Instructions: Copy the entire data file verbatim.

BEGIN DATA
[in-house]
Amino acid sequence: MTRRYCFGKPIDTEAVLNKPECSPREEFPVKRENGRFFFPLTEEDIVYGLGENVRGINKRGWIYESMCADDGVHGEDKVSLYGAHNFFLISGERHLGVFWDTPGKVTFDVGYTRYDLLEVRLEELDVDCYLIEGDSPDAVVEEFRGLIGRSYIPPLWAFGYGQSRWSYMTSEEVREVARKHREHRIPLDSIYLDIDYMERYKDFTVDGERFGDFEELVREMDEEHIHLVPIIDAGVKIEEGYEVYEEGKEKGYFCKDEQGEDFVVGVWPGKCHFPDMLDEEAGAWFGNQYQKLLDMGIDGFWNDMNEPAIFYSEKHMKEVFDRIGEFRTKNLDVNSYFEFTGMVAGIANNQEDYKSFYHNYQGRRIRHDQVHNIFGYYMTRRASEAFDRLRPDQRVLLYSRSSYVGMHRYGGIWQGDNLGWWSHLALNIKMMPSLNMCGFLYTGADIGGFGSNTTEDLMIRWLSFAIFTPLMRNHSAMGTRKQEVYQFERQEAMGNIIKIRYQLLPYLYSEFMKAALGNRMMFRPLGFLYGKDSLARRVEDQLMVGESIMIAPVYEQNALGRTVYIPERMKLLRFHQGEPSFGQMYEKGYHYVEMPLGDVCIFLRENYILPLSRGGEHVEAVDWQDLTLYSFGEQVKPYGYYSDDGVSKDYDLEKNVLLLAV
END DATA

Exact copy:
[in-house]
Amino acid sequence: MTRRYCFGKPIDTEAVLNKPECSPREEFPVKRENGRFFFPLTEEDIVYGLGENVRGINKRGWIYESMCADDGVHGEDKVSLYGAHNFFLISGERHLGVFWDTPGKVTFDVGYTRYDLLEVRLEELDVDCYLIEGDSPDAVVEEFRGLIGRSYIPPLWAFGYGQSRWSYMTSEEVREVARKHREHRIPLDSIYLDIDYMERYKDFTVDGERFGDFEELVREMDEEHIHLVPIIDAGVKIEEGYEVYEEGKEKGYFCKDEQGEDFVVGVWPGKCHFPDMLDEEAGAWFGNQYQKLLDMGIDGFWNDMNEPAIFYSEKHMKEVFDRIGEFRTKNLDVNSYFEFTGMVAGIANNQEDYKSFYHNYQGRRIRHDQVHNIFGYYMTRRASEAFDRLRPDQRVLLYSRSSYVGMHRYGGIWQGDNLGWWSHLALNIKMMPSLNMCGFLYTGADIGGFGSNTTEDLMIRWLSFAIFTPLMRNHSAMGTRKQEVYQFERQEAMGNIIKIRYQLLPYLYSEFMKAALGNRMMFRPLGFLYGKDSLARRVEDQLMVGESIMIAPVYEQNALGRTVYIPERMKLLRFHQGEPSFGQMYEKGYHYVEMPLGDVCIFLRENYILPLSRGGEHVEAVDWQDLTLYSFGEQVKPYGYYSDDGVSKDYDLEKNVLLLAV